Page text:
It’s been six years since the N.H. Legislature passed a law allowing some patients with chronic or debilitating illnesses access to medical marijuana. It’s been a decidedly rocky road thus far.
Unfortunately, even once that contentious issue was decided, it took the state so long to actually follow through with writing the regulations, and siting and licensing regional dispensaries, that Linda Horan of Alstead, dying of stage 4 lung cancer, had to sue to get permission to obtain the drug in Maine. Even more shamefully, the state, which lost the case, returned to court after Horan died in early 2016, seeking to have the ruling vacated. That would have left the roughly 300 other patients who had followed Horan in getting cannabis ID cards without access, since New Hampshire’s four licensed dispensaries were still not operating at that point.
Fast forward to fall 2019.
The good news is that patients with ID cards have more access than ever. A law passed in 2018 allowed two more dispensaries to be licensed — one of them should be opening next month in Keene — to lessen the travel time and wait. It turns out that driving an hour or more every 10 days is hard for someone suffering from cancer, glaucoma, HIV, AIDS, amyotrophic lateral sclerosis, muscular dystrophy, multiple sclerosis, epilepsy, lupus, Parkinson’s, Alzheimer’s or traumatic brain or spinal cord injuries — the types of conditions that qualify for a card.
Good news also came when Gov. Chris Sununu’s veto of a bill to ease the restrictions on obtaining the drug for those who need it was overridden. Senate Bill 88 lessens the time a patient must wait to receive an ID card. The 90-day waiting period was a strange and prohibitive edict that completely missed the point of providing needed relief, especially to those patients with progressive ailments, such as cancer.
More ambiguously, the governor also vetoed legislation that would have allowed patients to grow their own drug legally. The House last week overrode that veto, but the Senate upheld it. The bill would have potentially been a big step in making sure patients get access to therapeutic cannabis sooner — more on that later. But as Sununu pointed out in issuing his veto, it would have been difficult to regulate and enforce, particularly in a state historically poor at putting resources into such efforts.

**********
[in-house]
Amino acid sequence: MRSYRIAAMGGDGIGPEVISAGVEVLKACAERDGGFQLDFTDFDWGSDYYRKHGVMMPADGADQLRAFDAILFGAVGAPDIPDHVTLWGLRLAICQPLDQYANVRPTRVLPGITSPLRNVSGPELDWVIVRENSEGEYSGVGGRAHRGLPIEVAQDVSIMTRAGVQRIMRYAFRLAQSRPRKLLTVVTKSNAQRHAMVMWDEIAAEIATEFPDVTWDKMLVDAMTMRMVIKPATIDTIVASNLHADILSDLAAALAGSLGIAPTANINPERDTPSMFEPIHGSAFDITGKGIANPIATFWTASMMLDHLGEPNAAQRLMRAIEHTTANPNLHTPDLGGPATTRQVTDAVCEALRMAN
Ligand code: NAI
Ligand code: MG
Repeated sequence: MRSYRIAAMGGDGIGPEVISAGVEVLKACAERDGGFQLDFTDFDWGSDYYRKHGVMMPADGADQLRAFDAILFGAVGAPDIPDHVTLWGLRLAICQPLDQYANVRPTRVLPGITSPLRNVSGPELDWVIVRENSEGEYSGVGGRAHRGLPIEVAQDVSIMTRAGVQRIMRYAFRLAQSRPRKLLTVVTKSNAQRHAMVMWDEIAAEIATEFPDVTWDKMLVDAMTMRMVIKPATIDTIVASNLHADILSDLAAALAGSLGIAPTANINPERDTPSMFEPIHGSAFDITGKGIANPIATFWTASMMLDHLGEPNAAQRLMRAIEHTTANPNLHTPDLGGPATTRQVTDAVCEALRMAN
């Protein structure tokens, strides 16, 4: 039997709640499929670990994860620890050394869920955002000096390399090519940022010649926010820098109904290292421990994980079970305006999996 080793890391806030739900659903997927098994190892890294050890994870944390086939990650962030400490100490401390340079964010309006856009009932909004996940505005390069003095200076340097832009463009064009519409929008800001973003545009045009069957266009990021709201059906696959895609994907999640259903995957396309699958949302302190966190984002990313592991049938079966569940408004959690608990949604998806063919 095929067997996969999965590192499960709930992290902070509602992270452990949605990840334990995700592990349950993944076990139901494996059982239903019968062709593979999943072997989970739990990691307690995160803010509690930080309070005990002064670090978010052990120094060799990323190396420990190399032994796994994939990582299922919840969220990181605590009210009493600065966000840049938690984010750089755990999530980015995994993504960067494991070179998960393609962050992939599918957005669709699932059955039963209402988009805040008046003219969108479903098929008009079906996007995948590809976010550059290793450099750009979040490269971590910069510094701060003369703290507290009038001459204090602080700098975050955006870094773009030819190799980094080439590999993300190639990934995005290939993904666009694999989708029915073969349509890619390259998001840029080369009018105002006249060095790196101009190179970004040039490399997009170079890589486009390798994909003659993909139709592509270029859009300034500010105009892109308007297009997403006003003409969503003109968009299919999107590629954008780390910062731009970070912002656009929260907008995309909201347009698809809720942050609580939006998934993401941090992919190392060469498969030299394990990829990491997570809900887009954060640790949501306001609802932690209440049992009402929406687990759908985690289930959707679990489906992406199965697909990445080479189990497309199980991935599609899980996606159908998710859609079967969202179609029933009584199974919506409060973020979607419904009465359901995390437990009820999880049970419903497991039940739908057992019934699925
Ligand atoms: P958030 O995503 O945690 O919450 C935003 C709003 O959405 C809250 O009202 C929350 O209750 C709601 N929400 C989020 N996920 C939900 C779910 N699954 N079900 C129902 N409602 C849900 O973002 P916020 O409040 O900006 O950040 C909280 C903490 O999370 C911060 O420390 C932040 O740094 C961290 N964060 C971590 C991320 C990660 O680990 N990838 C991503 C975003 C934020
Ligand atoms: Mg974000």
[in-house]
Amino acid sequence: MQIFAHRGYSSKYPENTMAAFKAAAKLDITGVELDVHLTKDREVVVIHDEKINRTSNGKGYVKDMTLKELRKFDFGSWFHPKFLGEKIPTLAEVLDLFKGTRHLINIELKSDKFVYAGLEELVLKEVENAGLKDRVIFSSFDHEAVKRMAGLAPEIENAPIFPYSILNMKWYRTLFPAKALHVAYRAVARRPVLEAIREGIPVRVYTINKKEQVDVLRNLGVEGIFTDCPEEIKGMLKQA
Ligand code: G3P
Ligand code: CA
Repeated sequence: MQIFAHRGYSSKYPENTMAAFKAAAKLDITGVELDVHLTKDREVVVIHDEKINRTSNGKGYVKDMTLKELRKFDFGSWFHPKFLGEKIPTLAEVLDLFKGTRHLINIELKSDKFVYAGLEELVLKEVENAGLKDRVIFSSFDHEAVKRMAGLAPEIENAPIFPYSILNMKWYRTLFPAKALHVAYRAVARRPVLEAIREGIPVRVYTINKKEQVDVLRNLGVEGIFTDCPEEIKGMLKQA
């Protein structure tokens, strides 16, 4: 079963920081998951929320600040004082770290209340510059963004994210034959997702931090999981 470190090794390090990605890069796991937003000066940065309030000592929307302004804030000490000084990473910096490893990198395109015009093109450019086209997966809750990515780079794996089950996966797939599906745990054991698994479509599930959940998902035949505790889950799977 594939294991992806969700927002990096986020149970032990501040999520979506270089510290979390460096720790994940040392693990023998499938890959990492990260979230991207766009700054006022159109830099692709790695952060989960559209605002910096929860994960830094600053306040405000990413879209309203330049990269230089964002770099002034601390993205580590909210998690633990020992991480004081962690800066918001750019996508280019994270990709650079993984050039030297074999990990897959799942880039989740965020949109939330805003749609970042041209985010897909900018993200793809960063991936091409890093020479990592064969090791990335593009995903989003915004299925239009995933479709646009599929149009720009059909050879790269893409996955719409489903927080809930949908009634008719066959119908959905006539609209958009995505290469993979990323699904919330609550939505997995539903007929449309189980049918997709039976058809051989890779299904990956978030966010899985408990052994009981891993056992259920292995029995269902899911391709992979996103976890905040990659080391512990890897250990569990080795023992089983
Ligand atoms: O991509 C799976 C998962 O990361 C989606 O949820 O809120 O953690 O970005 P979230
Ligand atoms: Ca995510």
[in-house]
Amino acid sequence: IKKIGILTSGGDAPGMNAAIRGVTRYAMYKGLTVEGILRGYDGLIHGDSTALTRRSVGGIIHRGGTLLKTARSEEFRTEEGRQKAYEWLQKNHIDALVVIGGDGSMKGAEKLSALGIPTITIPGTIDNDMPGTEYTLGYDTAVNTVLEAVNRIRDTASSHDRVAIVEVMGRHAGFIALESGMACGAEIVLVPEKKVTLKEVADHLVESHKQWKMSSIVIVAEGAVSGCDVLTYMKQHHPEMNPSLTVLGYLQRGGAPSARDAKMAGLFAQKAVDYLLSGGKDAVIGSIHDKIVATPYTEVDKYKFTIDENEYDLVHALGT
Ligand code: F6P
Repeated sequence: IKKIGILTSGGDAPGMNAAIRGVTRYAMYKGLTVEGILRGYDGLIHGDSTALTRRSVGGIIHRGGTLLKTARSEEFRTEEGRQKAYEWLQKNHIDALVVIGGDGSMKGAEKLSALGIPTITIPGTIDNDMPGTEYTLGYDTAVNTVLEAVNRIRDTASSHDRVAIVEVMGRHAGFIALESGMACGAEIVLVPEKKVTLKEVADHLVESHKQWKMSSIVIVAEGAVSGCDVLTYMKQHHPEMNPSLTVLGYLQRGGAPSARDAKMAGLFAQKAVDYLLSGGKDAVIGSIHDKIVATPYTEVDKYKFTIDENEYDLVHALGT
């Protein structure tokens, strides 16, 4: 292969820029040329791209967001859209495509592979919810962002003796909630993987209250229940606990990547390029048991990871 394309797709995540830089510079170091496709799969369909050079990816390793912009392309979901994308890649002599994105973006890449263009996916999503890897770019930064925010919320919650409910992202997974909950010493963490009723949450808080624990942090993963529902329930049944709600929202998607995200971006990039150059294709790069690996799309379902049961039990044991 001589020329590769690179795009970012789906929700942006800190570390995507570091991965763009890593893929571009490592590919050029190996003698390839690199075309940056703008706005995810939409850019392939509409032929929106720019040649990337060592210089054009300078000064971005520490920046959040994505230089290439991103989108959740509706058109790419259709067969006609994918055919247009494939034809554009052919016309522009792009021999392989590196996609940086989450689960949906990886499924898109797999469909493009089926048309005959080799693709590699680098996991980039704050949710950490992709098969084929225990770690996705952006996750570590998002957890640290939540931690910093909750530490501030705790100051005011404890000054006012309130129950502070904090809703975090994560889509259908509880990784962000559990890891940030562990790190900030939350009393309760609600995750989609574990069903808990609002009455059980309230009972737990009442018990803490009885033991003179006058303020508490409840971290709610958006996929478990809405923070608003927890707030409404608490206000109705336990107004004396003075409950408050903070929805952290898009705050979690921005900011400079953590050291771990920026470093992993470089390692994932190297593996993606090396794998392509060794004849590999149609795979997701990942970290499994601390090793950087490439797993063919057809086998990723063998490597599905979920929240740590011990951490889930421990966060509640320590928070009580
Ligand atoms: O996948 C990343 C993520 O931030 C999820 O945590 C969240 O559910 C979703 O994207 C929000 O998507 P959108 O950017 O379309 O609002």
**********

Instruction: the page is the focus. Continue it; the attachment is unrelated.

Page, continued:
And that brings us to the worst news regarding the program — itself a good news/bad news issue. The Therapeutic Cannabis Program recently received a failing grade in a legislative performance audit for 2018. Auditors determined the program takes, on average, 18 days to act on an application once it’s filed. That was the good news, since it’s far better than the 31 days it took in 2016 and the 29-day gap in 2017.
But state law mandates the cards be issued (or not) within 15 days. At least, it did until SB 88 was overridden, changing that to 20 days.
The problem, so very New Hampshire advantage-ish, is that back in 2013, when the law was passed and the program was started, it was severely underfunded.
“Although the program was authorized by the Legislature, it did not initially provide a budget during the development phase, which contributed to the program’s inconsistent operations, ineffective client service, inadequate database and immature management control environment over card issuance,” the audit stated.
As of a year ago, the program had one full-time employee, plus a part-time employee and a program administrator.
“There was no money allotted for staffing or a [new] database. It was an unfunded program that we had to build from scratch,” said Michael Holt, the administrator.
By design, in fact, it relies on fees from the dispensaries and the licenses to fund the program. So it’s just now getting up to speed as more patients are finally getting the service that was approved six years ago.
According to the audit, there were 6,480 patients in the program last year; now there are five staffers and a database is being built.
That the state is getting closer to adhering to its own goals for wading through applications is good. Credit goes to those running the program on a shoestring for this long. But it’s a shame those who qualified during the past three years suffered needlessly because a stingy, short-sighted Legislature refused to fund it to begin with.
The New Hampshire advantage.